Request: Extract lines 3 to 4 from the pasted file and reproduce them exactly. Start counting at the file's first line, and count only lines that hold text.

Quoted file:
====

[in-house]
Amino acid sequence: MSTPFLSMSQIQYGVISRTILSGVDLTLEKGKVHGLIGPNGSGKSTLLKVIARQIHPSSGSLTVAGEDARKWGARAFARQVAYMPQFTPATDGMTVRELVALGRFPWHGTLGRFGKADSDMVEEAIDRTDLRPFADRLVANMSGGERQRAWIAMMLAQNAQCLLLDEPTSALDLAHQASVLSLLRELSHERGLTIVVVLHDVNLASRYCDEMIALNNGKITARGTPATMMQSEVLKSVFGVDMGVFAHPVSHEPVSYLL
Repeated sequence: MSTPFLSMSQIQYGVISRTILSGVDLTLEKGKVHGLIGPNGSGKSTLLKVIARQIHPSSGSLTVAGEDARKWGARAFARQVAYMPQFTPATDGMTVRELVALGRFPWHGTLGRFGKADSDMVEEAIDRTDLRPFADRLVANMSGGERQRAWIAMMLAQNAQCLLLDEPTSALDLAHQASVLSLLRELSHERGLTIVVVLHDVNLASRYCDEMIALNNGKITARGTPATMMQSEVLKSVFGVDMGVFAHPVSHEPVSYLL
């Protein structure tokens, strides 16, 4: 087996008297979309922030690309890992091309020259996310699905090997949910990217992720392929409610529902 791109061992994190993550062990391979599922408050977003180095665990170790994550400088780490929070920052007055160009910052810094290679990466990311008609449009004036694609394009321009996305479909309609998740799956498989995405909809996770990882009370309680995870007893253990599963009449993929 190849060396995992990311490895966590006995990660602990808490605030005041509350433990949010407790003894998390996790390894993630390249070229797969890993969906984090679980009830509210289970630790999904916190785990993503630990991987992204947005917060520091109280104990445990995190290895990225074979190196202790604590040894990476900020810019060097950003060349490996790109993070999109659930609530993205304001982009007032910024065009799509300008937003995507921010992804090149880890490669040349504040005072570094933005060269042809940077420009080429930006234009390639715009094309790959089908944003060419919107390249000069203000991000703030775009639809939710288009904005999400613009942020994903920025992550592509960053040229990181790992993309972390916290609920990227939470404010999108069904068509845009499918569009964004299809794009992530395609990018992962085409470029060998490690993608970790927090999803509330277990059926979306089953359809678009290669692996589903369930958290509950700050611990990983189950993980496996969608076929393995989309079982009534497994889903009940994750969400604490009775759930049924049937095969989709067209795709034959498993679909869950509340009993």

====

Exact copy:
Repeated sequence: MSTPFLSMSQIQYGVISRTILSGVDLTLEKGKVHGLIGPNGSGKSTLLKVIARQIHPSSGSLTVAGEDARKWGARAFARQVAYMPQFTPATDGMTVRELVALGRFPWHGTLGRFGKADSDMVEEAIDRTDLRPFADRLVANMSGGERQRAWIAMMLAQNAQCLLLDEPTSALDLAHQASVLSLLRELSHERGLTIVVVLHDVNLASRYCDEMIALNNGKITARGTPATMMQSEVLKSVFGVDMGVFAHPVSHEPVSYLL
């Protein structure tokens, strides 16, 4: 087996008297979309922030690309890992091309020259996310699905090997949910990217992720392929409610529902 791109061992994190993550062990391979599922408050977003180095665990170790994550400088780490929070920052007055160009910052810094290679990466990311008609449009004036694609394009321009996305479909309609998740799956498989995405909809996770990882009370309680995870007893253990599963009449993929 190849060396995992990311490895966590006995990660602990808490605030005041509350433990949010407790003894998390996790390894993630390249070229797969890993969906984090679980009830509210289970630790999904916190785990993503630990991987992204947005917060520091109280104990445990995190290895990225074979190196202790604590040894990476900020810019060097950003060349490996790109993070999109659930609530993205304001982009007032910024065009799509300008937003995507921010992804090149880890490669040349504040005072570094933005060269042809940077420009080429930006234009390639715009094309790959089908944003060419919107390249000069203000991000703030775009639809939710288009904005999400613009942020994903920025992550592509960053040229990181790992993309972390916290609920990227939470404010999108069904068509845009499918569009964004299809794009992530395609990018992962085409470029060998490690993608970790927090999803509330277990059926979306089953359809678009290669692996589903369930958290509950700050611990990983189950993980496996969608076929393995989309079982009534497994889903009940994750969400604490009775759930049924049937095969989709067209795709034959498993679909869950509340009993």